Using the true track will give one a more accurate idea of actual foot size, be more consistent, and keeps everyone using the same measurements.  Variations in track measurements collected with this method are still possible, but will be reduced.

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Concept Illustrated: A Simple Tire Track and Direction of Travel

The idea: Which details in a tire track will tell you the direction that tire was being rotated by the engine?

The last part of the question is part of the answer, and the answer is definitely useful, but the greatest value lies in the benefits that come during the thought process of figuring out the answer.  In the clip below the goal is to give the observer a chance to watch one of the most obvious parts of a tire track being formed, and a start to figuring out how to answer the question.

The following version has a little more detail…

Notes about reading tire tracks for a two-wheel drive vehicle (rear-wheel drive):

– Would there be differences between tracks left by a front wheel drive, or four-wheel?

– What really goes on as the force from the engine is applied to the tires, how does that really work to move the vehicle?

– What are the last parts of the tire that can affect the track?

– So you’ve got this vehicle traveling slowly along a road (on damp-ish sand) over a ridge and down into a small valley.  Once the road reaches the valley floor it meanders for a flat-ish half-mile and then climbs up over the next ridge.  It curves a few times as it climbs that ridge.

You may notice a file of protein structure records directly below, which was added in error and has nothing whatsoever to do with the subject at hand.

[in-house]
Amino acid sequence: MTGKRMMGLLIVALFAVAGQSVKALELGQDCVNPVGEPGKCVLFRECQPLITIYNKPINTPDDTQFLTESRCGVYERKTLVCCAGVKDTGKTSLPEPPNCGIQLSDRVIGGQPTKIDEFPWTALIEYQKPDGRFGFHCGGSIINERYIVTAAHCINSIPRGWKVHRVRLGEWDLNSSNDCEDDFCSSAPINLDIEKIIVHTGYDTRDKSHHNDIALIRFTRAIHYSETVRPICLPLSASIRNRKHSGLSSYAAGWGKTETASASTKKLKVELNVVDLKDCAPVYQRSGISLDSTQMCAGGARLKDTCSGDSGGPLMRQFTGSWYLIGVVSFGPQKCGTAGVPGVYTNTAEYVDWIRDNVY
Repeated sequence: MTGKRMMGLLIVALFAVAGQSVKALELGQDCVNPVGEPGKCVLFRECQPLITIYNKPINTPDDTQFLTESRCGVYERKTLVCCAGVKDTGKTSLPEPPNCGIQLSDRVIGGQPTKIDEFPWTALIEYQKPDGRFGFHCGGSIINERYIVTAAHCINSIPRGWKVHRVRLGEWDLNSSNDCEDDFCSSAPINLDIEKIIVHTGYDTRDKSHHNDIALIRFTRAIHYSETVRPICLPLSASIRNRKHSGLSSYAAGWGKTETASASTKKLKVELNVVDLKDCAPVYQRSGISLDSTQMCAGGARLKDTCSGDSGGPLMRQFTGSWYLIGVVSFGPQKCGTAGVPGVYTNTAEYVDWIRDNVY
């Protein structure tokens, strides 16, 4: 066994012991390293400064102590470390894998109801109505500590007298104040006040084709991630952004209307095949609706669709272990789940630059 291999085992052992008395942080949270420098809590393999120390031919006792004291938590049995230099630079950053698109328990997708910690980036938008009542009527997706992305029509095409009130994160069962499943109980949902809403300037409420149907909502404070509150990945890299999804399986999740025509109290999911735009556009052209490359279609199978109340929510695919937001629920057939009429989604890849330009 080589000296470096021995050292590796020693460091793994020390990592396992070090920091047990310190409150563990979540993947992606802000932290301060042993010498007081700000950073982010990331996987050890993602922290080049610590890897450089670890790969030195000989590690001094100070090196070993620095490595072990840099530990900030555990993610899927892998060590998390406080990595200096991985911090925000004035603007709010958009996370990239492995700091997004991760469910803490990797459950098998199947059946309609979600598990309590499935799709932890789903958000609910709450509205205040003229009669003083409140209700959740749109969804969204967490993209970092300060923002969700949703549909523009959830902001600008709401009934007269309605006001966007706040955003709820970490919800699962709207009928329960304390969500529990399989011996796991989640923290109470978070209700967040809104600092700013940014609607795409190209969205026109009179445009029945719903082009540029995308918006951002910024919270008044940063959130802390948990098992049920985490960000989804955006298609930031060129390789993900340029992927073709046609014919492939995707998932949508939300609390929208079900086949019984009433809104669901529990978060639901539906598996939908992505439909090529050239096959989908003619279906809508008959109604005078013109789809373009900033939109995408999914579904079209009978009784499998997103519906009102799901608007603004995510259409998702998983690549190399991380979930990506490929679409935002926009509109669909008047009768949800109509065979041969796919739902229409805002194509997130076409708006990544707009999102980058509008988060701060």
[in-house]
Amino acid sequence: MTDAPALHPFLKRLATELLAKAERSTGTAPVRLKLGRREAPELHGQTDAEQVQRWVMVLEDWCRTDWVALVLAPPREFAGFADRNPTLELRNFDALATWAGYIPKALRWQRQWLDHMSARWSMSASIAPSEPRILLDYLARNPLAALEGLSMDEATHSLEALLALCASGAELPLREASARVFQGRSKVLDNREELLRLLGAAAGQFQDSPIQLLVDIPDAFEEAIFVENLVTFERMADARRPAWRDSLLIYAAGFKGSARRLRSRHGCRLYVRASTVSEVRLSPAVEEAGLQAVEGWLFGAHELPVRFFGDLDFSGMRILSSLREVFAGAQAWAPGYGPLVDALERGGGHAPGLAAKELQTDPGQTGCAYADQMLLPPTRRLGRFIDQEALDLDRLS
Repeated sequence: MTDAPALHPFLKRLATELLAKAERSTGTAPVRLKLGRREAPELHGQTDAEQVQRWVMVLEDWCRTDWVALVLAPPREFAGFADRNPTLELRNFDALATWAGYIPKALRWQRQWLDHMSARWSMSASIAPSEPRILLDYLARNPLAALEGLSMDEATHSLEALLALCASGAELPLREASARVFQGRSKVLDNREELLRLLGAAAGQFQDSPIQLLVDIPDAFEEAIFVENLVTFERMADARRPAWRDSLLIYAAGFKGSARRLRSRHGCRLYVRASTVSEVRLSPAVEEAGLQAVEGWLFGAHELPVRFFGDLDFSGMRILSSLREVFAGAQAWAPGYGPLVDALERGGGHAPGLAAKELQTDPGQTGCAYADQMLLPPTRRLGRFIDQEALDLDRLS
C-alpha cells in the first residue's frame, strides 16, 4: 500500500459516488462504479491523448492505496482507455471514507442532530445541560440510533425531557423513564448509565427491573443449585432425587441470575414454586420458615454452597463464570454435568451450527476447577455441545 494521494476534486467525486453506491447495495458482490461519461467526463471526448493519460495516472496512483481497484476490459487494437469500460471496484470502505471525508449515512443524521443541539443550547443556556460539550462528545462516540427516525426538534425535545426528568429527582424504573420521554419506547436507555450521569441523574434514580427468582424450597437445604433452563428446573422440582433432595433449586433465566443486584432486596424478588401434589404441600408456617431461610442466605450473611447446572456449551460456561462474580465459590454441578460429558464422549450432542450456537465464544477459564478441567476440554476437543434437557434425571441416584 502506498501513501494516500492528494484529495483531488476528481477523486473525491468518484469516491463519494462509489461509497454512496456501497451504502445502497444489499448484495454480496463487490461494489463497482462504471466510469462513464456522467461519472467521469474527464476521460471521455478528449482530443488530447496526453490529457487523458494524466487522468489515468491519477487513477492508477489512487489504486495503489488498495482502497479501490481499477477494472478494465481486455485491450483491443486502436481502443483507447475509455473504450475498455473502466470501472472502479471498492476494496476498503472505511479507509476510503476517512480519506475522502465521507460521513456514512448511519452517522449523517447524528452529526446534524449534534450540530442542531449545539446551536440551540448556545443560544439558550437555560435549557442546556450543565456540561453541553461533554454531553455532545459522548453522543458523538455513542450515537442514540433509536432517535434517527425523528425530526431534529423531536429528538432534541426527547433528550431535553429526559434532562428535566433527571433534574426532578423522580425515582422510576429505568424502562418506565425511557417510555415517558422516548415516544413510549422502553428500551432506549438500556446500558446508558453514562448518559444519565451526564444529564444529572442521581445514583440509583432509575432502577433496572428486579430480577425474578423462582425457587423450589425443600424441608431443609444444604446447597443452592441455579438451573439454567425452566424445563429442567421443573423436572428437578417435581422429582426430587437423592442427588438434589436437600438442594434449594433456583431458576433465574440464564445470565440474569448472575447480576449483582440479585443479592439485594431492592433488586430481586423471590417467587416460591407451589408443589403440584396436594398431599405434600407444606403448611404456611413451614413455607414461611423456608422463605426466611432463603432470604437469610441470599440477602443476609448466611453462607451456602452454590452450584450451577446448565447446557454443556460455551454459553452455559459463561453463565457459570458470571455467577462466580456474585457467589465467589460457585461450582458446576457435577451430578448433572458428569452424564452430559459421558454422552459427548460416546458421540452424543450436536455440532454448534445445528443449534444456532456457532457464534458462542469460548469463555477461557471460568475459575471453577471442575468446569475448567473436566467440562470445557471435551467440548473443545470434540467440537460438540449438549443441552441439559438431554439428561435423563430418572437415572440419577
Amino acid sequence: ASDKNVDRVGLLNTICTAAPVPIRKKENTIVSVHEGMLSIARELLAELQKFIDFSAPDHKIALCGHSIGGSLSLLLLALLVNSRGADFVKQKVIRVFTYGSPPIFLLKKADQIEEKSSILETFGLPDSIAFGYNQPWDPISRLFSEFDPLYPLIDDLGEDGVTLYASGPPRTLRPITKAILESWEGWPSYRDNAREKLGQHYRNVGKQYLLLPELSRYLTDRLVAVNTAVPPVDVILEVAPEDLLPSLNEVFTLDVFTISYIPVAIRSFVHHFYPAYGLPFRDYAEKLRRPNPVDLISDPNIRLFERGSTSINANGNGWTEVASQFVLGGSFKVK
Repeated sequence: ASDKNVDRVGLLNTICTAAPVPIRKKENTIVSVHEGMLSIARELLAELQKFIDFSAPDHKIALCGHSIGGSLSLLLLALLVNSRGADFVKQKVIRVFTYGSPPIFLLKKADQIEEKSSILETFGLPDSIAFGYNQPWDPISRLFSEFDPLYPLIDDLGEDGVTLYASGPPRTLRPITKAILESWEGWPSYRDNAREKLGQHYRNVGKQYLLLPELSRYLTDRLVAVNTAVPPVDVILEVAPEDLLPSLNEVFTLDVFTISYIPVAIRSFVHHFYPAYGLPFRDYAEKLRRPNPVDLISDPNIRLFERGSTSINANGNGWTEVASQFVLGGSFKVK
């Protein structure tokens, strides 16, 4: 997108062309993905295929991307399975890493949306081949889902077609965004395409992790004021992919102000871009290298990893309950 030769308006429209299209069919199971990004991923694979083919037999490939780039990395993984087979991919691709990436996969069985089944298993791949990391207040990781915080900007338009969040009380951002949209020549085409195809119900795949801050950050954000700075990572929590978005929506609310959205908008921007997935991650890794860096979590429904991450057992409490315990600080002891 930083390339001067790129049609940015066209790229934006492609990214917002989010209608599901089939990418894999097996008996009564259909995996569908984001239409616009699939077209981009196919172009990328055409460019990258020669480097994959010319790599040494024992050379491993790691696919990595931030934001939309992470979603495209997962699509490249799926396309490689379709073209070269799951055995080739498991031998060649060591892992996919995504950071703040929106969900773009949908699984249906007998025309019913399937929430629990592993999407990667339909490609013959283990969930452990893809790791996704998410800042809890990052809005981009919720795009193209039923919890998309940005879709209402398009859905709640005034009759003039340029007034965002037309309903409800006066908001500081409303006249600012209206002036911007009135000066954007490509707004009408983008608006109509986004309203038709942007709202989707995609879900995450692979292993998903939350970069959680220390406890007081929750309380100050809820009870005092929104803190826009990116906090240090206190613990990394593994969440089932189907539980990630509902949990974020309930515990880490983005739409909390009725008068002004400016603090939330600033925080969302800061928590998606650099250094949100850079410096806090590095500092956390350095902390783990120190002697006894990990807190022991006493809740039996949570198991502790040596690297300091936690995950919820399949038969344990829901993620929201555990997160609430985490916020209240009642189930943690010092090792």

Does it matter where along that stretch you check the tire tracks for signs of maintaining forward motion?  Any clues from the occasional small stones embedded here and there?  Are there ever times when you can see both a track left by a tire just rolling, and one created by a tire maintaining forward motion?

– What happens with all that air being shoved around as the tire rolls?

– Can you find a place in the track where a nick in the tread is repeated?  What do they give you?

– What is the tire’s footprint?  Is there any place along that vehicle’s trail where this can be seen?  Is It useful?

– How do changes in forward motion show up?

– How does inflation pressure affect the track?

– Is acceleration any different from maintaining forward motion?

– Can you see any places where they took their foot off the gas?

– How do the angles (relative to direction of travel) of the front and rear-facing edges of a tread segment affect the track?

– Do the treads on a tire interact with the substrate the same way as lugs on a Vibram shoe sole?

– If the pressure releases in the wave (in the video clip it forms below white arc) indicate force applied to maintain or alter motion, do they indicate the direction that force was applied?

– Does a tire leave the same track when moving the vehicle backwards?

– What about vehicle weight?

– How does a tire that is maintaining forward motion interact with stones it rolls over, or touches, and are there any differences between this and a tire simply coasting?

And… yes, of course there are pressure releases, but how many different kinds?

Photo of Tire Track w/inset
Photo of Tire Track w/inset